A solar sail allows a spacecraft to use…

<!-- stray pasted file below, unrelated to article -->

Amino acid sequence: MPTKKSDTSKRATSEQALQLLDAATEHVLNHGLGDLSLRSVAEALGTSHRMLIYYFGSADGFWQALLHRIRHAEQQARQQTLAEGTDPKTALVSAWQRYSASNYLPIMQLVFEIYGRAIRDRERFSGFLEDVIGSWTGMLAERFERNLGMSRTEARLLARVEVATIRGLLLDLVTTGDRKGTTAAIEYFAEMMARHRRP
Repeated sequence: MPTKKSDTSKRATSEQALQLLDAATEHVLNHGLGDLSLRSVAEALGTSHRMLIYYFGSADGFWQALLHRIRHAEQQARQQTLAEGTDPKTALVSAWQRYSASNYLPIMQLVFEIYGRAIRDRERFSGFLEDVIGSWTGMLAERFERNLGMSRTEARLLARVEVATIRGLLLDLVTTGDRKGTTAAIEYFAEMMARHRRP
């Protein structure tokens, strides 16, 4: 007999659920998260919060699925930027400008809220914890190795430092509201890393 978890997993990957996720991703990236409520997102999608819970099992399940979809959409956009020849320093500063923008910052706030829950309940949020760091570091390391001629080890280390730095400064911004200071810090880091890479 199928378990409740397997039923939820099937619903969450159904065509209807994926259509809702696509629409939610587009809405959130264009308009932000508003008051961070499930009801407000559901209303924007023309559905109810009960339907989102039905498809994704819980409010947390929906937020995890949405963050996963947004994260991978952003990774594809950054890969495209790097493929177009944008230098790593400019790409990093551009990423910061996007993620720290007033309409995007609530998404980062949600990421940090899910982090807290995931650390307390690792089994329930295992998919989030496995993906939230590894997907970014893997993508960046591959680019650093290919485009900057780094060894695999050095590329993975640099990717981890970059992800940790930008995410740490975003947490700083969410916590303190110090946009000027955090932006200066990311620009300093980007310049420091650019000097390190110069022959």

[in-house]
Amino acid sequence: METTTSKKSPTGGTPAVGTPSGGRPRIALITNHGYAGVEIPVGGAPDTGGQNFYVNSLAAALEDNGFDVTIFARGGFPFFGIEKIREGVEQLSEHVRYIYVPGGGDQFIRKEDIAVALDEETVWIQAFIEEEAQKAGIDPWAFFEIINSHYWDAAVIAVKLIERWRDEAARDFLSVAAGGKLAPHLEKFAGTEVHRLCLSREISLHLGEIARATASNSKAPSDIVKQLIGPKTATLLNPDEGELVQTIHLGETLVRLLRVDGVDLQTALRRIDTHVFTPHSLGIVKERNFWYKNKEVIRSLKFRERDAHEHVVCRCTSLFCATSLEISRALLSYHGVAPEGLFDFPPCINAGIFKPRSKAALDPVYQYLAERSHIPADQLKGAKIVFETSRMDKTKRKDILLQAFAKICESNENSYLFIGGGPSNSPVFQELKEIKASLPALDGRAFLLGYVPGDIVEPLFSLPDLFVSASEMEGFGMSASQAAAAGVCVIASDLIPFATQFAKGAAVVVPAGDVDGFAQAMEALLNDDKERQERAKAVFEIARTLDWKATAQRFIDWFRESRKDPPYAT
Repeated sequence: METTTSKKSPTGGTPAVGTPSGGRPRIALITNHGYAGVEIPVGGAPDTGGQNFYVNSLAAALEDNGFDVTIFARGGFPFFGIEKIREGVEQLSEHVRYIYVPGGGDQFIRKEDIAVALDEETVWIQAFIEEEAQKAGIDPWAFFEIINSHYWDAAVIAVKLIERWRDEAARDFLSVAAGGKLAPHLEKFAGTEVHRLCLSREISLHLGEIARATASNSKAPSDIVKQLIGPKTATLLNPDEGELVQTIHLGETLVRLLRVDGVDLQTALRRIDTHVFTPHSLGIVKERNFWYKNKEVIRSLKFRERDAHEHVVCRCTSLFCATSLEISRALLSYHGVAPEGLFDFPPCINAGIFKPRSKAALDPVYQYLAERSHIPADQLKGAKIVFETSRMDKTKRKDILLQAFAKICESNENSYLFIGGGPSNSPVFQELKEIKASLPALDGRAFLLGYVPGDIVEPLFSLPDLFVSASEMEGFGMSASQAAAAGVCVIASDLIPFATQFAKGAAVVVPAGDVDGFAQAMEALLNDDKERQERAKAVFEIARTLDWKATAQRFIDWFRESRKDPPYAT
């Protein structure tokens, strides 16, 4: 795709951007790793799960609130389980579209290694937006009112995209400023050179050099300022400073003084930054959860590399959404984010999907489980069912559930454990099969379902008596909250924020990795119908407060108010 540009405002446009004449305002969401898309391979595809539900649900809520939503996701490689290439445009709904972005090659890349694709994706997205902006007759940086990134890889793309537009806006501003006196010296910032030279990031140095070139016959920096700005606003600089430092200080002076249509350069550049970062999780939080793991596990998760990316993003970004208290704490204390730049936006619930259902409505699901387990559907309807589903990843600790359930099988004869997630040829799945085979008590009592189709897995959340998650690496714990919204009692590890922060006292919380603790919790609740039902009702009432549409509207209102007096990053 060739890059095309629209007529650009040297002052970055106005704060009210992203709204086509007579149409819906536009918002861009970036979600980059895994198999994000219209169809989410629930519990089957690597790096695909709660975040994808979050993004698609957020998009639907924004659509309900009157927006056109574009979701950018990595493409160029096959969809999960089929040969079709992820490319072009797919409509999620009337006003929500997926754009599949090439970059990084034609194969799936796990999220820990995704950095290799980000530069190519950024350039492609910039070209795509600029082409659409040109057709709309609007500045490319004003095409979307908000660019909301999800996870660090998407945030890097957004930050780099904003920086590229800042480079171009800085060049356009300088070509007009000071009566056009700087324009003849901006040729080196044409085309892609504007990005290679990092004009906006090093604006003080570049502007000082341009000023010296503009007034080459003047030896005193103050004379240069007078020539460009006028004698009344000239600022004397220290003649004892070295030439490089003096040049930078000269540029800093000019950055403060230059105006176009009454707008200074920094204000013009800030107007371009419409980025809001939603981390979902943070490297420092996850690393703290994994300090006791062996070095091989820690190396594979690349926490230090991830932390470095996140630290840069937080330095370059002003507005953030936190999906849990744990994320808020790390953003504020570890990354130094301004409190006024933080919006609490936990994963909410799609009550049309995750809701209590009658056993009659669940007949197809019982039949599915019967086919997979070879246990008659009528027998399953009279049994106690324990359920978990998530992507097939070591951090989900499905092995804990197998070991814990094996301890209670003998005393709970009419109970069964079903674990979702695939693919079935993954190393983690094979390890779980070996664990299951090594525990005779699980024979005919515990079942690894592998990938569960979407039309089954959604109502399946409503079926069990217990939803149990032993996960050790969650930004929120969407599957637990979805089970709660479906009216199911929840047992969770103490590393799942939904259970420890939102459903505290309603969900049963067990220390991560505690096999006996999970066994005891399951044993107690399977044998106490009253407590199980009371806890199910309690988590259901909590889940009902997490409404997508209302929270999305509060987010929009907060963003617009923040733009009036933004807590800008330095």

A solar sail allows a spacecraft to use radiation pressure, instead of rockets, for propulsion (similar to the way wind propels a sailboat). The sails of such spacecraft are usually made out of a large reflecting panel. The size of each panel is maximized to allow the largest possible flux of incident photons, leading to the largest possible total momentum transfer from the incident radiation. Because the surface is reflective, the momentum transferred by the photons is twice what they carry. For such spacecraft to work, the force from the radiation pressure exerted by the photons must be greater than the gravitational attraction from the star providing the photons. The critical parameter turns out to be the mass per unit area of the sail.To solve this problem you will need to know the following:* mass of the sun: M_sun = 2.0*10^30 kg* intensity of sunlight as a function of the distance R from the sun:I_sun(R) = 3.2*10^25(1/R^2) W/m^2and* gravitational constant: G = 6.67*10^-11 m^3(kg.s^2)Suppose that a perfectly reflecting circular mirror is initially at rest a distance R away from the sun and is oriented so that the solar radiation is incident upon, and perpendicular to, the plane of the mirror. What is the critical value of mass/area for which the radiation pressure exactly cancels out the force due to gravity?

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